The following course inIntroduction to Analysis of Materials is provided in its entirety by Atlantic International University's "Open Access Initiative " which strives to make knowledge and education readily available to those seeking advancement regardless of their socio-economic situation, location or other previously limiting factors. The University's Open Courses are free and do not require any purchase or registration, they are open to the public.
The course in Analysis of Materials contains the following:
The Administrative Staff may be part of a degree program paying up to three college credits. The lessons of the course can be taken on line Through distance learning. The content and access are open to the public according to the "Open Access" and " Open Access " Atlantic International University initiative. Participants who wish to receive credit and / or term certificate , must register as students.
A raw material or feedstock is basic material used in the production of goods, finished products or intermediate materials that are themselves feedstock for finished products. As feedstock, the term connotes a bottleneck asset critical to the production of other products. For example, crude oil is a feedstock raw material providing finished products in the fuel, plastic, industrial chemical and pharmaceutical industries. The term "raw material" is used to denote material is in an unprocessed or minimally processed state; e.g., raw latex, coal, iron ore, logs, crude oil, air or seawater. The use of raw material by non-human species includes twigs and found objects as used by birds to make nests.
ExamLesson 2: MATERIALS II
About three quarters of the elements available can be classified as metals, and about half of these are of at least some industrial or commercial importance. Although the word metal, by strict definition, is limited to the pure metal elements, common usage gives it wider scope to include metal alloys. Although pure metallic elements have a broad range of properties, they are quite limited in commercial use. Metal alloys, which are combinations of two or more elements, are far more versatile and for this reason are the form in which most metals are used by industry.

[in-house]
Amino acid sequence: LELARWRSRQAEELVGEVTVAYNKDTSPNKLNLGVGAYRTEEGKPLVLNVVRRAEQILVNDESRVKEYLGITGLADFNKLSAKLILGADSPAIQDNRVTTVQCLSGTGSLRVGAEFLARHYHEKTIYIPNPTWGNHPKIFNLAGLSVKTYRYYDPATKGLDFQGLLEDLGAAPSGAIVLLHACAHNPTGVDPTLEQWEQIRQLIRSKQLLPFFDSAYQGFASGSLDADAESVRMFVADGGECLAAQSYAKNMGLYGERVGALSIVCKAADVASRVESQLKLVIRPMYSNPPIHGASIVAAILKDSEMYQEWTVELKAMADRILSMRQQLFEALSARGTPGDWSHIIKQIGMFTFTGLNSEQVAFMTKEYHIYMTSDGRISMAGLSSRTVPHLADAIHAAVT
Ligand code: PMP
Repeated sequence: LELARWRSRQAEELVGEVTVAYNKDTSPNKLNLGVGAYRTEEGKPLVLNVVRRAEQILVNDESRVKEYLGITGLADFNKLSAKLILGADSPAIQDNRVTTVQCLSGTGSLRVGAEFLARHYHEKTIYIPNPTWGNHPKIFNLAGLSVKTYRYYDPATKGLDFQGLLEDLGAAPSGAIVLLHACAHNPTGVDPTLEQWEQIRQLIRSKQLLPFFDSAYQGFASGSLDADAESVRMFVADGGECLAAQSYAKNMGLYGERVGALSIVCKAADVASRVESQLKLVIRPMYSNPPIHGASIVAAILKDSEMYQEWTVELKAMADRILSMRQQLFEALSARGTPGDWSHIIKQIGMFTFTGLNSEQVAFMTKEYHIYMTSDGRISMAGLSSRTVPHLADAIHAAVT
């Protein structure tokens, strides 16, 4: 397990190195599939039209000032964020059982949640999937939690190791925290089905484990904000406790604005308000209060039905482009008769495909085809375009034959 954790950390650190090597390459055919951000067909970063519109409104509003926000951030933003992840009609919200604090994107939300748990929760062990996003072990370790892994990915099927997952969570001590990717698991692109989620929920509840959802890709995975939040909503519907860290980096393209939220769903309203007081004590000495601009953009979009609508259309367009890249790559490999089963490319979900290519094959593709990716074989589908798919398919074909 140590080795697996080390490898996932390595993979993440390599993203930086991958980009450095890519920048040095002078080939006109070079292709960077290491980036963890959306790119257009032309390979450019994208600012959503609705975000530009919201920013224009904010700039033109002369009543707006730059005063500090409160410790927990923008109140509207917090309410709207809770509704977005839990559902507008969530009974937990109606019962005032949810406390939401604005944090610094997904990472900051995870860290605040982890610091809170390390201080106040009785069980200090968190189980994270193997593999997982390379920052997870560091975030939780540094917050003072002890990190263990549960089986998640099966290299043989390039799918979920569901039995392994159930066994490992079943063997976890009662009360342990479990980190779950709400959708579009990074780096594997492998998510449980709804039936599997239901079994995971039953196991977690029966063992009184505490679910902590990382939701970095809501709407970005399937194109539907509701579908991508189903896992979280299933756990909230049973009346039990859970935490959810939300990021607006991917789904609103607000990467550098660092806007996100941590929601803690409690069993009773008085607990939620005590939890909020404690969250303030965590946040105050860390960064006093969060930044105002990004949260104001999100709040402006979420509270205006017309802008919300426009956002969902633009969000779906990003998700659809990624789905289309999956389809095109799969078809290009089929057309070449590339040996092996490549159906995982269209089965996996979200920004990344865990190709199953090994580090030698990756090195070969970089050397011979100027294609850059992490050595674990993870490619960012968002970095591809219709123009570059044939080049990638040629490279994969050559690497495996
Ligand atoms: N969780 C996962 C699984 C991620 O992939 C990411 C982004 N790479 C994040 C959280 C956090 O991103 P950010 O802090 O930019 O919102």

Lesson 3: THE STRUCTURE OF CRYSTALS
In mineralogy and crystallography, a crystal structure is a unique arrangement of atoms or molecules in a crystalline liquid or solid. A crystal structure describes a highly ordered structure, occurring due to the intrinsic nature of molecules to form symmetric patterns. A crystal structure can be thought of as an infinitely repeating array of 3D 'boxes', known as unit cells. The unit cell is calculated from the simplest possible representation of molecules, known as the asymmetric unit. The asymmetric unit is translated to the unit cell through symmetry operations, and the resultant crystal lattice is constructed through repetition of the unit cell infinitely in 3-dimensions. Patterns are located upon the points of a lattice, which is an array of points repeating periodically in three dimensions. The lengths of the edges of a unit cell and the angles between them are called the lattice parameters. The symmetry properties of the crystal are embodied in its space group.
Lesson 4: THE STRUCTURE OF OTHER MATERIALS
Sedimentary rocks are types of rock that are formed by the deposition of material at the Earth's surface and within bodies of water. Sedimentation is the collective name for processes that cause mineral and/or organic particles (detritus) to settle and accumulate or minerals to precipitate from a solution. Particles that form a sedimentary rock by accumulating what are called sediment. Before being deposited, sediment was formed by weathering and erosion in a source area, and then transported to the place of deposition by water, wind, ice, mass movement or glaciers which are called agents of denudation.
Lesson 5: PHYSICAL & CHEMICAL PROPERTIES OF MATERIALS
We are all surrounded by matter on a daily basis. Anything that we use, touch, eat, etc. is an example of matter. Matter can be defined or described as anything that takes up space, and it is composed of miniscule particles called atoms. It must display the two properties of mass and inertia. The different types of matter can be distinguished through two components: composition and properties. The composition of matter refers to the different components of matter along with their relative proportions. The properties of matter refer to the qualities/attributes that distinguish one sample of matter from another. These properties are generally grouped into two categories: physical or chemical.